Michelin Premier A-S uses new materials
Like many other major tyre companies, Michelin have being experimenting with different materials to use in the tyres compound. This is to try and reduce the amount of petro-chemicals that are used in the manufacture of tyres. Michelin have used a combination of sunflower oil and silica.
The silica is used by most tyre companies, especially in the winter tyre ranges. The silica helps the tyre in wet weather by providing more strength and stability to the tyres
performance, whist the sunflower oil helps the tyre perform well in lower temperature, a mix that goes well in an all-season tyre, helping it to perform in both summer and winter, hence the name all-season.
Most tyres have incorporated sipes and grooves into the tyres tread.
This dissipates the water from the tyre in inclement weather.
As the tyre wears with use these grooves start to disappear in many makes of tyres, in fact some tyres in particularly Continental, look like racing slick with 3mm of tread left and would be useless in the wet.
The new Michelin however has grooves that are spread around the outside of the tread, which become wider as the tyre tread wears out, this means that the tyre will maintain its grip as the tyre wears down and dissipate the water, where normally the opposite happens ,the tyre loses grip when it wears down.
As the tyre wears more grooves that have been placed deeper in the tread will start to appear, in fact there are about 150 extra hidden grooves placed in the central area of the tyre, only showing when the tyre wears down, this also gives extra grip in wet weather. When the tyre increase its mileage the tyre gives a more stable traction on the road surface.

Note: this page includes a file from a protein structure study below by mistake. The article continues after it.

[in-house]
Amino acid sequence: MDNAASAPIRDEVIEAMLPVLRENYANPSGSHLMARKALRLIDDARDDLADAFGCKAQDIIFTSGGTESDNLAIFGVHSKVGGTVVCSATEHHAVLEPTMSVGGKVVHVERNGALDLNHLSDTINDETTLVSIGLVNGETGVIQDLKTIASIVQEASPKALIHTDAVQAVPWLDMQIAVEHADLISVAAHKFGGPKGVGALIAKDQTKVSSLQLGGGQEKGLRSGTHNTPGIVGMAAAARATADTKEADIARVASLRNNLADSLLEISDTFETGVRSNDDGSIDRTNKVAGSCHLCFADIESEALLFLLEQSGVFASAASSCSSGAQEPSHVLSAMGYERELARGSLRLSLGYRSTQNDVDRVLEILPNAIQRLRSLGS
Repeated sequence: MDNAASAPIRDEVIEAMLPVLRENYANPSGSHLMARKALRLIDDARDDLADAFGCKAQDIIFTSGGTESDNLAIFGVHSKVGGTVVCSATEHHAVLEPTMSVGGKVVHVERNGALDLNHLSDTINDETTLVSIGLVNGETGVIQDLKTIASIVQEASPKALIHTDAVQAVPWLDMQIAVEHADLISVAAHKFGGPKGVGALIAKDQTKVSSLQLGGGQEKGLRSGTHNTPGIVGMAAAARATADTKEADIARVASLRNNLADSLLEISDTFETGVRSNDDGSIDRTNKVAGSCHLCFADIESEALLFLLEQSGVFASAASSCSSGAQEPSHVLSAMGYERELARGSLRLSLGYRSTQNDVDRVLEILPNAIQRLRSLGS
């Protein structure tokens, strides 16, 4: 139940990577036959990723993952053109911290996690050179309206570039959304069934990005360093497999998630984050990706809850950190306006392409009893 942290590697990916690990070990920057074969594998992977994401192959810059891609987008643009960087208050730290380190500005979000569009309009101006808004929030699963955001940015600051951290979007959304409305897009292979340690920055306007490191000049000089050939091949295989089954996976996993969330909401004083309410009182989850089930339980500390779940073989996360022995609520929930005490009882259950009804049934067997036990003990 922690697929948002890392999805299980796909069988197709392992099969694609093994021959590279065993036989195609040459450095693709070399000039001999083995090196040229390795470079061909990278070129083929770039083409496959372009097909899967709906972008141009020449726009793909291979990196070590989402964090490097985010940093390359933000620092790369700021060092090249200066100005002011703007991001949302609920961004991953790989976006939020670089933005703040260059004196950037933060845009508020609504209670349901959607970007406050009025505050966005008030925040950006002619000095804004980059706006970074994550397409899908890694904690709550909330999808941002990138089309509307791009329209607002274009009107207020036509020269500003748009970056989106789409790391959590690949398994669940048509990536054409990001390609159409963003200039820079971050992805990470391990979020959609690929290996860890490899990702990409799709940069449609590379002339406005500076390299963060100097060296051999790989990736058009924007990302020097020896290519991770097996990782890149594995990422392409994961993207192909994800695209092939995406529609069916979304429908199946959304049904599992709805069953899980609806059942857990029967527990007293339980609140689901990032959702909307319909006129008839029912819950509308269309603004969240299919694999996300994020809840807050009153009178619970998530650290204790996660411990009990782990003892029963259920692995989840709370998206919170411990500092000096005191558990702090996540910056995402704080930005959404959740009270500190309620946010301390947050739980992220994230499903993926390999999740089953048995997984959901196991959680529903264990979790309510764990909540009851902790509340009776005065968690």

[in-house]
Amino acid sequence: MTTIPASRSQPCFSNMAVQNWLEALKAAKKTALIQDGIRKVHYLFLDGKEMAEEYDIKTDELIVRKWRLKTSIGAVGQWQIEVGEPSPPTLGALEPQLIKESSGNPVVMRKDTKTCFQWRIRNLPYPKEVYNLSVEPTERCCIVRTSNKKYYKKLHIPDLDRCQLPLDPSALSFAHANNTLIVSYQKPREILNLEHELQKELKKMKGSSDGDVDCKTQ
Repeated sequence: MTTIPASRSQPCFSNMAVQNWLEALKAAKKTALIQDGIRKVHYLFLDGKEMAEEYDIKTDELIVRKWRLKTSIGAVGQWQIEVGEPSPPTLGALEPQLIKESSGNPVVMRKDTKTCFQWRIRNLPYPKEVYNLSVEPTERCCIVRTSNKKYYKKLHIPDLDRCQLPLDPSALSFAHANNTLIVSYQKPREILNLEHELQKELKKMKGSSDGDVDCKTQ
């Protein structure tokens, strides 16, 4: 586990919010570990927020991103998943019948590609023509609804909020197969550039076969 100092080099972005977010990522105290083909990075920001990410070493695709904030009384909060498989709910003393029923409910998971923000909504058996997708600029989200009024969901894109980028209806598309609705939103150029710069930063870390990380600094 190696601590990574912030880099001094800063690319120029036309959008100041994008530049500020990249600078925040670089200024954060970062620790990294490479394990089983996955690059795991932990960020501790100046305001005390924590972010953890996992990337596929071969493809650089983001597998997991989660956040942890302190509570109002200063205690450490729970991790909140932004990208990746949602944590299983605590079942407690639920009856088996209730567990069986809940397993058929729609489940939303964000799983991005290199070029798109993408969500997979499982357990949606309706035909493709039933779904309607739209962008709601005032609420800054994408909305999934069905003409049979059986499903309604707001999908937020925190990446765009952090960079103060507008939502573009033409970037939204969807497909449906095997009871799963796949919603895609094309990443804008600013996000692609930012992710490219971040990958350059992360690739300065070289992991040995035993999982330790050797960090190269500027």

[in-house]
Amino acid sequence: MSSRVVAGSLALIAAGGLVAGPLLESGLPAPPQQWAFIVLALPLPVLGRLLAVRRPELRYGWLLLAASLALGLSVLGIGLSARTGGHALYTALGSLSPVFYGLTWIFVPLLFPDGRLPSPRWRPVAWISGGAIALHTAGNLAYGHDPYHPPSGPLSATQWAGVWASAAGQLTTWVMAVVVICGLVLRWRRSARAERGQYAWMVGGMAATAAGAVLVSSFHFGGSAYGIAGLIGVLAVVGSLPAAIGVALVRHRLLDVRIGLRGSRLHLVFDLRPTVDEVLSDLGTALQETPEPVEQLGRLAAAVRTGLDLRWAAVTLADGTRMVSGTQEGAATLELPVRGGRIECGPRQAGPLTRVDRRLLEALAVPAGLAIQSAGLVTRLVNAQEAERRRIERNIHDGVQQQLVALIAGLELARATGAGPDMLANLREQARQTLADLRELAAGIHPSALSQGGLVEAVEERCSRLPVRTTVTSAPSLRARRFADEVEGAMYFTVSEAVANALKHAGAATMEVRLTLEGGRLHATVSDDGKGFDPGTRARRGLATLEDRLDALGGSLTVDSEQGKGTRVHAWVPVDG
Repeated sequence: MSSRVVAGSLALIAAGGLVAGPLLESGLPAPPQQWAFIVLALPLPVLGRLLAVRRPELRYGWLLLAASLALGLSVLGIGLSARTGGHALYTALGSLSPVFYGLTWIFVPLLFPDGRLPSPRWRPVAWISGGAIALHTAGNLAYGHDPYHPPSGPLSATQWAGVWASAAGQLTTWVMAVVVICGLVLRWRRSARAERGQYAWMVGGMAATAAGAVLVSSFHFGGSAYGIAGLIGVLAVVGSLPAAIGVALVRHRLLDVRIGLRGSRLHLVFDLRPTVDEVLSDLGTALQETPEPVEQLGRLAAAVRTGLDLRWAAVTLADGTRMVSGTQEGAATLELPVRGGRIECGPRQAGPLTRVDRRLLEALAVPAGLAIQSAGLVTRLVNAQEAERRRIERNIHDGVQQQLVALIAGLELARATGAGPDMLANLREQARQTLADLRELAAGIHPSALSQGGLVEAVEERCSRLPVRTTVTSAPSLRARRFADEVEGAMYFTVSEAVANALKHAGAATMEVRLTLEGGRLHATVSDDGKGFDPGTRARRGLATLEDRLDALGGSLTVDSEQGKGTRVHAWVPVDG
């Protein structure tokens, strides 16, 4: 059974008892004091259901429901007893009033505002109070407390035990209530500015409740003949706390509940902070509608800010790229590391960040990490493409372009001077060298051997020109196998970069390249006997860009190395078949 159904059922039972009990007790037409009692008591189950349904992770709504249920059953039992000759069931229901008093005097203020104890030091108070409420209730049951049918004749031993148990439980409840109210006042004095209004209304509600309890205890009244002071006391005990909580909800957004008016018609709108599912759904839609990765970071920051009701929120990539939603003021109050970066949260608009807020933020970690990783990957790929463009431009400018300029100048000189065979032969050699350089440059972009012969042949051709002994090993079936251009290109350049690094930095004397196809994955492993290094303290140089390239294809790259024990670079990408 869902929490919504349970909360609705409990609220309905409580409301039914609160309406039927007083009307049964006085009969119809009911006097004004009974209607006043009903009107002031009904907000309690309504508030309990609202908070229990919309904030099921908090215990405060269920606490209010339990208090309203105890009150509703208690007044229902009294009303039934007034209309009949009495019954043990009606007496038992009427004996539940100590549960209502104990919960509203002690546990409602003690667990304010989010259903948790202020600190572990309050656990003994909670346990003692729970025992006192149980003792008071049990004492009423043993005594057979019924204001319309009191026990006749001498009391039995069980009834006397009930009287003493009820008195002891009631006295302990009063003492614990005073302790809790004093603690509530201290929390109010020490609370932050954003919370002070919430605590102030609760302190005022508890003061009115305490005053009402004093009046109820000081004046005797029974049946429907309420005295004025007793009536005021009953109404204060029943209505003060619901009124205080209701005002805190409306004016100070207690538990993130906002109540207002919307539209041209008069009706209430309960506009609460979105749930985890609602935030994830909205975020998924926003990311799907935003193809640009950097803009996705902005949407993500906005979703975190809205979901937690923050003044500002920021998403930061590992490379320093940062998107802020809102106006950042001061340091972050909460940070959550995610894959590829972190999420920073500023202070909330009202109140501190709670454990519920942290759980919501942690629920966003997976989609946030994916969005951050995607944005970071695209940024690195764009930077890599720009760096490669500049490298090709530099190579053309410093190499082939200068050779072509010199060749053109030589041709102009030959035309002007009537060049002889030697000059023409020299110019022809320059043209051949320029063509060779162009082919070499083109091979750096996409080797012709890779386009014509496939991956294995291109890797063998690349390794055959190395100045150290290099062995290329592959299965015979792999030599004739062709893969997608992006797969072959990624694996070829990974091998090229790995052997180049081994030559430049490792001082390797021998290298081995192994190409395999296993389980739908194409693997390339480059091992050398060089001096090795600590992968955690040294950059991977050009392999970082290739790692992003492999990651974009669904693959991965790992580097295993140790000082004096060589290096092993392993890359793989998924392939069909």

The Michelin Premier A/S will replace the MXV4 All season tyre.
All the new developments in this Michelin Premier tyre are known collectively as Ever-Grip technology and it is said that Michelin have been working on the Ever Grip system for many years. The new tyre has been tested against its predecessor and other makes.
The disappointing aspect of the new tyre was the performance in “dry braking”. This was measured as only average when compared to other makes of tyres and actually worse that the MXV4. When a worn tyre was tested the dry stopping distance was even worse, about 10 foot different.
The new Michelin shone out in a wet weather test when water was added to the test track.
The new tyre stopped almost exactly the same in wet as it did in dry weather both with a new tread and a worn tread.
The tests showed that the Premier was miles ahead of its predecessor the MXV4 all–season.
The Premier A/S delivered a safe, predictable stopping performance on dry and wet roads and is largely immune to the effects of tread loss, the tyre performs almost perfectly with a good tread and when the tyre is nearing the end of its treads life.
The new tyres rolling resistance was found to be very good, making it a good tyre when it comes to fuel economy. The tyre also performed well when handling on ice and snow and also did well for hydroplaning resistance.
The new technology has proved very successful for Michelin and is expected to be used in future tyre developments and new products. This new tyre will be available from Pellon Autocentre in the Halifax area of Yorkshire UK.